Rep. Dan Meuser, (R) Pennsylvania: “This is nothing short of big government socialism, suffocating free market capitalism while this bill works its way through Congress, Democrats are asking Republicans to sign a blank check for their reckless spending. The Democrats are asking us to suspend the debt ceiling for the remainder of their time in the majority to finance reckless spending while we stand on the sidelines, which we’re not going to do. As the Senate  minority leader recently put it, this is like co-signing a loan before a heavy gambler’s trip to Las Vegas. Democrats want unlimited borrowing authority to finance a big government socialist agenda, leaving the American people to pay for these tax spend irresponsible policies in more ways than one. We simply cannot stand for this.”

9. SOUNDBITE (English)  Rep, Fran Mrvan, (D) Indiana, presiding officer: “On this vote, the yeas are 220, and the nays are 211, with zero answering present. The bill has passed.”

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The house voted to approve a bill that would suspend the federal debt ceiling and avoid a looming government shutdown Tuesday night. The video above shows some of the debate, as well as the results of the vote.

The potential shutdown is set for the end of the month. The spending bill, unveiled earlier in the day Tuesday, would keep the government funded through Dec. 3 and extend the government’s borrowing authority through the end of 2022.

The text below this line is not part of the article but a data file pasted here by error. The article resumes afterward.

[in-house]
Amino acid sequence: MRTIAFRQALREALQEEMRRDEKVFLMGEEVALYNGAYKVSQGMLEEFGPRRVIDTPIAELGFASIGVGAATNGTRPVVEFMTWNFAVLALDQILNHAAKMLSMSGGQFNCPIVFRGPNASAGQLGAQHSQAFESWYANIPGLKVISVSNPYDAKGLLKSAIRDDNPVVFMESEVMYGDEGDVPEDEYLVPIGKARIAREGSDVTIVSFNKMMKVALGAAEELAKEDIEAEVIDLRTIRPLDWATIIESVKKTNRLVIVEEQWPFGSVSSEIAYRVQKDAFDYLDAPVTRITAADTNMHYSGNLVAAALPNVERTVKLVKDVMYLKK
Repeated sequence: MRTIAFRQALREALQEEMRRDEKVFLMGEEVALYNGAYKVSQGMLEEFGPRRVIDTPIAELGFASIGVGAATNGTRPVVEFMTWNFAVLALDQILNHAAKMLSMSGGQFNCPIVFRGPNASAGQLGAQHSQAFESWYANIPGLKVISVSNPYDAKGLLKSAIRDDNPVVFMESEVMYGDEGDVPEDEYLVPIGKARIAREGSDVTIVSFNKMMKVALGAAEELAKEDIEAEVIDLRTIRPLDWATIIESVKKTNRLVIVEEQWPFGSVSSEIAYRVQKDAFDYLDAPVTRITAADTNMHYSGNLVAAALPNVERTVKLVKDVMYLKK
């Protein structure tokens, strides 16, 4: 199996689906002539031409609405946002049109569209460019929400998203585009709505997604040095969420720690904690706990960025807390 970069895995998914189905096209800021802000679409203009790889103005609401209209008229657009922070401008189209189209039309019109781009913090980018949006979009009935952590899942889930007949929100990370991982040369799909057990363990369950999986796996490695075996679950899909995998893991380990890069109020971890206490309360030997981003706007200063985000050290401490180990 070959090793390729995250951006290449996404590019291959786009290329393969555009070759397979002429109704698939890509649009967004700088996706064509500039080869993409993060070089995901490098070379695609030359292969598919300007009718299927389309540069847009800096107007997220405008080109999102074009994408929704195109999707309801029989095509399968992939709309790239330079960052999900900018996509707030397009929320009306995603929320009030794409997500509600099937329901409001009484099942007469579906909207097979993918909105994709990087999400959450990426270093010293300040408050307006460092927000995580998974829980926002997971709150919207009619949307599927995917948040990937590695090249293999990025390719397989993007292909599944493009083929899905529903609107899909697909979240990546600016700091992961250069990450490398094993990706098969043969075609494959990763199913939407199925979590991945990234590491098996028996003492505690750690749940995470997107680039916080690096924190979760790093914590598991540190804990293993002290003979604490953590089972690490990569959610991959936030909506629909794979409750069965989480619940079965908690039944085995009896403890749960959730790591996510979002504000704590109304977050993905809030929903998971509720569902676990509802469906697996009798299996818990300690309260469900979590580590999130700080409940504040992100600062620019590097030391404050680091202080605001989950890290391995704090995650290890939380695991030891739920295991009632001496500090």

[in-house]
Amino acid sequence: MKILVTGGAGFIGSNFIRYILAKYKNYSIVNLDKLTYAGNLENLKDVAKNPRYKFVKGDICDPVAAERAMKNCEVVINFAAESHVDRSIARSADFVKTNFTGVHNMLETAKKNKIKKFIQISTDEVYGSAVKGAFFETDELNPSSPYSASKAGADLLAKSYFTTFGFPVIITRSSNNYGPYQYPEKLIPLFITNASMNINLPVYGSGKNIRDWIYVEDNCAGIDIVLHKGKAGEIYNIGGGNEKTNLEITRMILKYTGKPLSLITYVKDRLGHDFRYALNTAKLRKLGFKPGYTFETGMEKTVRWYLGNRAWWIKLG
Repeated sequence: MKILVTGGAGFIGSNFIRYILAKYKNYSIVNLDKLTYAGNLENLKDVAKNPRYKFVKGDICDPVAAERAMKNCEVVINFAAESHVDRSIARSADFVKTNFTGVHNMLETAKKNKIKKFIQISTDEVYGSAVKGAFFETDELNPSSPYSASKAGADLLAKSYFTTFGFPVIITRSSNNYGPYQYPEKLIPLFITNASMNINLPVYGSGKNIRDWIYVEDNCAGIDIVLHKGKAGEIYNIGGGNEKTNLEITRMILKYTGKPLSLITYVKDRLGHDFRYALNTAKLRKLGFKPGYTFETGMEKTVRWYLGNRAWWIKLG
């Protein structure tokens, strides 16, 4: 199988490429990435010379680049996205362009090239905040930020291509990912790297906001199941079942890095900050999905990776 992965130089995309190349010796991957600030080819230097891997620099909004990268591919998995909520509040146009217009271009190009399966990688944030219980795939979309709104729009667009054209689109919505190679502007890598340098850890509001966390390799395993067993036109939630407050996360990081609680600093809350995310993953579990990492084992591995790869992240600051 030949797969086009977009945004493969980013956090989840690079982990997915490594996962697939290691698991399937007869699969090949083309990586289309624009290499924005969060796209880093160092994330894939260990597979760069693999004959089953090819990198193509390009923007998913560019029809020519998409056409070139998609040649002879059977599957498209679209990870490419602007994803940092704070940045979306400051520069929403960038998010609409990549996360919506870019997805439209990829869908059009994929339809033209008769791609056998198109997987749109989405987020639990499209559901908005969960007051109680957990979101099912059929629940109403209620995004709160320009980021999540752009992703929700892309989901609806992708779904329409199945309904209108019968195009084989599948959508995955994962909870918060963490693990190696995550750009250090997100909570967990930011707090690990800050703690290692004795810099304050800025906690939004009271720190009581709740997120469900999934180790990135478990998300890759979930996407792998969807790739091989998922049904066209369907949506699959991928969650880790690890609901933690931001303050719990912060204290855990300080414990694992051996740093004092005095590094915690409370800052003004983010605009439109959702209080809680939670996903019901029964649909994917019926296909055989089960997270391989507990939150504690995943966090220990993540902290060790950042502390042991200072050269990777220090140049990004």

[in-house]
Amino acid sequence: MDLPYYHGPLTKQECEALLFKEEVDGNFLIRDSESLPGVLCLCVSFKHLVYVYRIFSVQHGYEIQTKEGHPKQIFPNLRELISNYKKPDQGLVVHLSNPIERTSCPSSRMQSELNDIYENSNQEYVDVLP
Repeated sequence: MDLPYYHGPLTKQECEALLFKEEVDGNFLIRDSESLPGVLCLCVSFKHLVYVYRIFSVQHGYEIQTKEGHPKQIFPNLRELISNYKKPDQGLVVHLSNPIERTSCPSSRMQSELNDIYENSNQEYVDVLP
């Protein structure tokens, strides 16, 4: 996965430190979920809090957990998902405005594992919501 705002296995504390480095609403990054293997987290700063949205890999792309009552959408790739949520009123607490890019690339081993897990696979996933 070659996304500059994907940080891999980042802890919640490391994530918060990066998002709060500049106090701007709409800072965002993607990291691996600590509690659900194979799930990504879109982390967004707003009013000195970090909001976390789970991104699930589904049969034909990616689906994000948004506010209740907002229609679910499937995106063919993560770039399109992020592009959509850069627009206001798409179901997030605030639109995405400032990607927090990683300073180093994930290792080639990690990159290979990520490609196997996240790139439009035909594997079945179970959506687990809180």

The Treasury Department warned it will soon run out of cash on hand. It would then have to rely on incoming receipts to pay U.S. debt, now at $28.4 trillion. That could force the Treasury to delay or miss payments.

“Doing so would likely precipitate a historic financial crisis,” Treasury Secretary Janet Yellen wrote in The Wall Street Journal.

In addition to funding the government and suspending the debt ceiling, the bill includes $28.6 billion in disaster relief for the aftermath of Hurricane Ida and other extreme weather events, as well as $6.3 billion to support Afghanistan evacuees in the fallout of the U.S. withdrawing its troops.

Despite passing in the House, the bill is expected to run into problems in the 50-50 Senate. Democrats will be hard-pressed to find 10 Republicans to reach the 60-vote threshold needed to overcome a filibuster.

“The plan B (on the debt ceiling) is there’s no plan B. You’ve got to pay your bills. This isn’t acquired debt. This is about paying your bills now,” Sen. John Tester said. “Everybody I serve with understands that this could be catastrophic if we don’t if we don’t pass the debt limit bill.”

Tuesday’s vote comes amid a push from the White House and most Democrats to pass President Joe Biden’s $3.5 trillion “build back better” plan. Sen. Mitch McConnell said because of this, he does not support a bill that would suspend the debt ceiling.

“Since Democrats decided to go it alone, they will not get Senate Republicans’ help with raising the debt limit,” Sen. McConnell said Monday. “I’ve explained this clearly and consistently for over two months.”